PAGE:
Coronavirus and the States: Expanded Testing Means More Cases, Public Housing Authorities Struggle and More
A health care provider prepares to label a vial at a coronavirus testing center in Aspen, Colorado. Kelsey Brunner/The Aspen Times via AP
Read Stateline coverage of the latest state action on coronavirus.
As testing has improved in some places, it’s also led to a spike in confirmed cases. Nearly 1,800 more New Yorkers tested positive Wednesday, Democratic Gov. Andrew Cuomo tweeted, bringing the total above 4,000.
Cuomo said 7,500 residents were tested that day, leading to the surge in results. As the nationwide tally for coronavirus cases climbed past 10,000, federal health officials warned that numbers would continue to climb as testing ramps up.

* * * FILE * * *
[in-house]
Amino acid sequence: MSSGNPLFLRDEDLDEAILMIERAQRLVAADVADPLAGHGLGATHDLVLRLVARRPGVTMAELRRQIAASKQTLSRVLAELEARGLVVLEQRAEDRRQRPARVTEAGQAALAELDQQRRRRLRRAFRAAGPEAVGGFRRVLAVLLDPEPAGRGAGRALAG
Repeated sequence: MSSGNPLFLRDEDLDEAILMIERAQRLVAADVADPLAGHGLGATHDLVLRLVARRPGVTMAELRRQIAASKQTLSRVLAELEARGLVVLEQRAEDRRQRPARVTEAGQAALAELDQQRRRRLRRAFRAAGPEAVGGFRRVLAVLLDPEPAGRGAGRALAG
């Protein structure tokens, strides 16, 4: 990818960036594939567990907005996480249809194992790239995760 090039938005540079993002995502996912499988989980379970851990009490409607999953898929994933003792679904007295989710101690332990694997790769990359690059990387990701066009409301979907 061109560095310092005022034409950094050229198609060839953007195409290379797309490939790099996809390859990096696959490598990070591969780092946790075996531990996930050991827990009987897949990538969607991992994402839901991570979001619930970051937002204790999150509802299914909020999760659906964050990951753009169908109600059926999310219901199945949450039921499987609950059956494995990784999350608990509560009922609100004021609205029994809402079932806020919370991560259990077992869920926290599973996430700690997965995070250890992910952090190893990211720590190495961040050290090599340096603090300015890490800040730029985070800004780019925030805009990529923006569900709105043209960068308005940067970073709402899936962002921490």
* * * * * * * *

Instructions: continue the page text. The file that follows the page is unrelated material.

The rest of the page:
President Donald Trump has signed a relief package that includes free testing.
While many states have set up their own testing sites, the federal government plans to establish 47 drive-thru testing sites in 12 states.
Colorado has said it can process 250 tests a day but may need as many as five days to confirm results. Minnesota imposed limits on its testing, offering it only to health care workers, inpatients at hospitals and people at group living facilities, the Wall Street Journal reported. And South Dakota state labs ran out of supplies and stopped running tests.
Meanwhile, some wonder how politicians, celebrities and NBA teams have been able to quickly access the tests that seem to be in short supply for the rest of America.
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